Events & Culture
Dr Iain Gordon Brown FSA FRSE, ‘Edinburgh as the Athens of the North’
In the years between about 1810 and 1850, Edinburgh – long and affectionately known as ‘Auld Reekie’ – came to think of itself and to be widely regarded as something else. The city became ‘Modern Athens’, or subsequently as ‘the Athens of the North’. This phrase is well-known, but tends to disguise the often confused and contradictory messages hidden within the convenience of a trite term.
Dr Iain Gordon Brown’s new book Auld Greekie: Edinburgh as the Athens of the North examines the circumstances underlying a remarkable change in perception of a place and an age. It looks in detail at the ‘when’, the ‘why’, the ‘by whom’, the ‘how’ and the ‘with what consequences’ of the most interesting and complex metamorphosis of one modern, northern city into an image (whether physical, or spiritual or both) of another, ancient city remote in time and location. The story has its topographical, artistic and architectural dimensions – ‘the Modern Athens’ came to boast a splendid assemblage of Greek Revival buildings forming a townscape without peer – but also its social, cerebral and philosophical ones. Many Edinburgh citizens thought and spoke of themselves as ‘Modern Athenians’. In doing so, however, they laid themselves open to ridicule, ranging from benign satire to hostility and vituperation. Opposition to the notion of a ‘Greek’ Edinburgh – in terms of civic consciousness, and in the physical expression of that ideal (to many perceived as alien and un-Scottish) through the elegant and scholarly Greek Revival style of architecture and design – forms a major part of a story forming a fascinating episode in the history of British taste.
Edinburgh of the late Enlightenment may well have been thought of, for one reason or another, as ‘Athenian’. But, in essence, it remained what it had always been. Maybe, however, for a brief period it was really a sort of hybrid city: ‘Auld Greekie’.
We are delighted that Dr Iain Gordon Brown has agreed to talk to us, through what will be a richly illustrated lecture, about the concept and reality of Edinburgh as the Athens of the North.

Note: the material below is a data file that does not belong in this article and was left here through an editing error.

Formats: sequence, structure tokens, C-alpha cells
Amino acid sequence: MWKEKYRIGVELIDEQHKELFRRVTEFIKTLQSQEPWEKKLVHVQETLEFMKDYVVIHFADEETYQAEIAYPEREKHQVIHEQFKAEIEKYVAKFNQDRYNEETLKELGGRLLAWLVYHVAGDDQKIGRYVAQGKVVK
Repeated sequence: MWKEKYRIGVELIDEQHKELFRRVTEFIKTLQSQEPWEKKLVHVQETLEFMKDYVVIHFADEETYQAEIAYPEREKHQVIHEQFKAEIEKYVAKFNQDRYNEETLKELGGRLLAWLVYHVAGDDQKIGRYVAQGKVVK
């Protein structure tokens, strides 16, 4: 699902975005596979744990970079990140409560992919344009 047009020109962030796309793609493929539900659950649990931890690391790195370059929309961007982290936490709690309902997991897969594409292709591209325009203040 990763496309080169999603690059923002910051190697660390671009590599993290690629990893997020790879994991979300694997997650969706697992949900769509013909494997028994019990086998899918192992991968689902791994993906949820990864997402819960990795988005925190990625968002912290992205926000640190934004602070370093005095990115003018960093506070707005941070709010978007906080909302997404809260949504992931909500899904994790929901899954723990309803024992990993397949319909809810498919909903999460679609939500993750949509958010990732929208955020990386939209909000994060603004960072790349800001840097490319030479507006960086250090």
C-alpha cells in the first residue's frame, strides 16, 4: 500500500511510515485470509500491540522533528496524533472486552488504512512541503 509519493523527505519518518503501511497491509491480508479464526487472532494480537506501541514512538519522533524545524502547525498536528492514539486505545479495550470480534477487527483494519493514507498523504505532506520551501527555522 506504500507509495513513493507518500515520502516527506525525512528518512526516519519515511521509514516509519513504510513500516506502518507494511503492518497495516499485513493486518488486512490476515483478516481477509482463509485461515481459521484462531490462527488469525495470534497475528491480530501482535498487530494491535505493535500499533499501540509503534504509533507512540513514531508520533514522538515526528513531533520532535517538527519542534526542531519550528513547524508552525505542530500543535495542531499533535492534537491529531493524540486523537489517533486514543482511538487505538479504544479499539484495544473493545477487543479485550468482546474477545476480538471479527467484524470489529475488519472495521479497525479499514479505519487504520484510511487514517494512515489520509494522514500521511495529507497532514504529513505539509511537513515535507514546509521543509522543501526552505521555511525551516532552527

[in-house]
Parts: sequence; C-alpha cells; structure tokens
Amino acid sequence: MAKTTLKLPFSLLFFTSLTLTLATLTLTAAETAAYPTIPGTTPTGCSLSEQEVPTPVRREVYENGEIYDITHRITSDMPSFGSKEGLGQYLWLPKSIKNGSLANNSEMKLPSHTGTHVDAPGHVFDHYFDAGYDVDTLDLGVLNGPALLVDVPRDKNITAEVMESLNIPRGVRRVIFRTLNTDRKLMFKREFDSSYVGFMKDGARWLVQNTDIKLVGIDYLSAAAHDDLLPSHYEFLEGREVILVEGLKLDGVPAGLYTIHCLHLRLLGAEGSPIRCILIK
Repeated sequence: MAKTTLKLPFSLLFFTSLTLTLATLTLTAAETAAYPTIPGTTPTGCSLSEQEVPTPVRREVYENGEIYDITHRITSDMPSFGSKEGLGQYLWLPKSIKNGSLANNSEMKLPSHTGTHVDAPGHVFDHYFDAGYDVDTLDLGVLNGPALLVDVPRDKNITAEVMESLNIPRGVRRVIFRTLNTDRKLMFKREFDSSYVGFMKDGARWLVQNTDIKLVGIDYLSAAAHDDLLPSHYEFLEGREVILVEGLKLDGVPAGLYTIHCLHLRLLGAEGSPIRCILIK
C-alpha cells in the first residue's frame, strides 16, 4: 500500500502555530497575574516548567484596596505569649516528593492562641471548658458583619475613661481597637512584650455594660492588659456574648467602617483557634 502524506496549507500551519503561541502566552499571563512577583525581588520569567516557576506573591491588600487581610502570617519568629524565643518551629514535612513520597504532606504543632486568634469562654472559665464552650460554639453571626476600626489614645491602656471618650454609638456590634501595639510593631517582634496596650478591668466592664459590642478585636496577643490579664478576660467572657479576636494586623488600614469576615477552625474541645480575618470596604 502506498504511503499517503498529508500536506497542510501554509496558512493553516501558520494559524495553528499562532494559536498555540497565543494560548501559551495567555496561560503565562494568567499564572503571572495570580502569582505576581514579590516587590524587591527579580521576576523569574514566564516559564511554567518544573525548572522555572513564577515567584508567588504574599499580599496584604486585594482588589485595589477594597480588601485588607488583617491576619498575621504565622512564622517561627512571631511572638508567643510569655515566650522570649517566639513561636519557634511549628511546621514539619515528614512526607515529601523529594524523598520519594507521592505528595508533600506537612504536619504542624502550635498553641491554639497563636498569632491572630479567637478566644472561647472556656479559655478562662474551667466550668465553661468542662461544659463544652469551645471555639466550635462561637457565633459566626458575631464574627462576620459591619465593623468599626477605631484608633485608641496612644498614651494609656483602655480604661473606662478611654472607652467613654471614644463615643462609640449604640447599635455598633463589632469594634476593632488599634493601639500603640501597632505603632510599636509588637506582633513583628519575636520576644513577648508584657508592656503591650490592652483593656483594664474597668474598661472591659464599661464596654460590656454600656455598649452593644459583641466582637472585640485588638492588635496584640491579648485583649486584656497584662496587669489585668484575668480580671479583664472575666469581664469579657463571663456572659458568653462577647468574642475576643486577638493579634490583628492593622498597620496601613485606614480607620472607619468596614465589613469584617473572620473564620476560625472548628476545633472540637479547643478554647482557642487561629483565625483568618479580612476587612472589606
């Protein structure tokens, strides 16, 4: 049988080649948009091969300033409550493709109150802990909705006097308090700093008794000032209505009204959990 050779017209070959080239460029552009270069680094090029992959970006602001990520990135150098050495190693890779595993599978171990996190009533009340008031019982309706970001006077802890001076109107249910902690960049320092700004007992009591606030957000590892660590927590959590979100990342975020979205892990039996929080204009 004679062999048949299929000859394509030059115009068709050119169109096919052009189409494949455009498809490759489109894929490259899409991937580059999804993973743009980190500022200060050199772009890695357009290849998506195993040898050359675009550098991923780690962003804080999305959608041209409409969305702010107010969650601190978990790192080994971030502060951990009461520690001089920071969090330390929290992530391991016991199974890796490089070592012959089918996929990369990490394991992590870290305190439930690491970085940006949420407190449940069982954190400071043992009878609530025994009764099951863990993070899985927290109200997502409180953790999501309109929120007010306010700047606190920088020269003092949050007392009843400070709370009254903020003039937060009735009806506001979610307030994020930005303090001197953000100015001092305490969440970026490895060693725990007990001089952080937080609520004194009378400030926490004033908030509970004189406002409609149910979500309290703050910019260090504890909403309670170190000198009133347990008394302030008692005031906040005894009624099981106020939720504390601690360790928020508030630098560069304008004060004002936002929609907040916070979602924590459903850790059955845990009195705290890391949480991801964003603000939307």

Dr Iain Gordon Brown, whose academic career began as a student of ancient history and classical archaeology, is a graduate of the universities of Edinburgh and Cambridge and a Fellow of both the Society of Antiquaries of London and of the Royal Society of Edinburgh. He was formerly Principal Curator of Manuscripts in the National Library of Scotland, where he is now an Honorary Fellow. Between 2012 and 2017, he held the elected office of Curator of the Royal Society of Edinburgh, Scotland’s national academy. Having served as President of the Old Edinburgh Club and as a Trustee of Edinburgh World Heritage, Iain is currently an Associate of the Centre for the History of the Book in the University of Edinburgh. He is a Vice-President of the Edinburgh Decorative and Fine Arts Society. In 2014 he was appointed Consultant to the Robert and James Adam Drawings Cataloguing Project at Sir John Soane’s Museum, London.
A widely-published scholarly author, Iain has written extensively on a broad range of inter-related subjects connected with the period of the Enlightenment, and especially on the literature, art and architecture of the golden age of Scottish culture in the eighteenth and early nineteenth centuries. Auld Greekie brings together many of his long-standing interests, and builds on a lifetime’s study of place and period.
This event is open to the public. A wine reception will follow.
Entry is free, but prior registration is required. Please book well in advance (registration closes on 6 March).